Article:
IT HAS been year of mixed fortunes for Tasmanian cherry growers but for some a combination of low fruit supply and a strong markets has produced some excellent returns.
Record wet conditions impacted growers in many regions causing crops losses and quality downgrades. John Brown from Sassafras orchard said their crop, which has just been picked, was very light this year. Picking at the orchard started a couple of weeks ago and has now wound up.
“Normally we’d be picking for about three weeks but we’ve had a 12-day season this year,” Mr Brown said. Mr Brown said cold and wet conditions during the peak pollination period combined with late frosts were most likely reasons behind this year’s smaller-than-average crop.
In the state’s south, Tim Reid from Reid Fruits said they were about to start picking their late-season orchard at Jericho. Mr Reid said a combination of pro-active management and some good luck had seen them have a very successful season so far. About three-quarters of the crop has now been picked and Mr Reid said they had managed to take advantage of excellent prices on both the domestic and export markets.
Lunar New Year is a critical time for many Tasmanian cherry exporters and this year it fell early in the season. Despite the challenges this presented, Mr Reid said they had managed to get a large proportion of the crop off in time to meet the exceptional market demand.
“We were very fortunate our main orchard is in the Derwent Valley at Plenty and we were able to bring the flowering on a little bit earlier than normal,” he said. “We managed to get the whole place harvested up there prior to the Lunar New Year, so the main orchard was completely done in time. We had lots of orders and the fruit was going out the door as fast as we could pack it and we were getting very good money for it.” Mr Reid said their Derwent Valley orchard had escaped the rain damage that had impacted other orchards around the state.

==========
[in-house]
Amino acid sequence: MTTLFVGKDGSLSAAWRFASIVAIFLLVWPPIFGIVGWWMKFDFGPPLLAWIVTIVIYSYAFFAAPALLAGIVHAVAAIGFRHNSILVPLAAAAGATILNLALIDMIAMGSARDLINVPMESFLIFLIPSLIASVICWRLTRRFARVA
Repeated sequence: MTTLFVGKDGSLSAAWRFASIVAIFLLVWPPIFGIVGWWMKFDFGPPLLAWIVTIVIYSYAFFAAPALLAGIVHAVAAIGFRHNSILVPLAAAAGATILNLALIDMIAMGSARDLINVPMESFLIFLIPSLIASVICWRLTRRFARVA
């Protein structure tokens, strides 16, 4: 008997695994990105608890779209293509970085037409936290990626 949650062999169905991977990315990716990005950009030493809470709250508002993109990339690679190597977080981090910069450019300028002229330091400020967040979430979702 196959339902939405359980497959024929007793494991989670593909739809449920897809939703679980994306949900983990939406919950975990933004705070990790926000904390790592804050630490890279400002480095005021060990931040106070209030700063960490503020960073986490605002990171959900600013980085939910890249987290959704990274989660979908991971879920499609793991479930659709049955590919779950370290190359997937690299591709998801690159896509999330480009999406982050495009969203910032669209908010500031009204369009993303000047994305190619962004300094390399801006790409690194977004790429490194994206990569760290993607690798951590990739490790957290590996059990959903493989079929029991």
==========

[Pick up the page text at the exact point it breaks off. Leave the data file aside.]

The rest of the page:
“We’ve got a way to go yet, but so far it’s probably been one of the best cherry seasons we’ve had,” he said. “Because the season was a little bit late in the southern hemisphere … we were getting really good prices in the early Asian markets. I can’t believe the money we’ve be been getting for cherries this year, even on the Australian market it had been really good this year. That’s because there just hasn’t been the fruit around, because it hasn’t been good for everyone, we were lucky.”
Unlike the last few years, Mr Reid said they also had plenty of labour this year which included a combination of locals, Pacific Islanders, local migrant communities and a number of backpackers. Mr Reid said overall they have had a medium-sized crop this year, which he said was ideal. “I’d call it a three-quarter crop, which is usually the best sort to have, you have better size and better quality,” he said.
Mr Reid said unfortunately some growers had not been as lucky, with wet weather impacting a lot of crops this year. “That’s the problem: you can do everything right to grow the best crop you can, but there’s still a lot of risk centred around the weather,” he said. “The weather was terrible into December then it just went bang and it has been fantastic since then.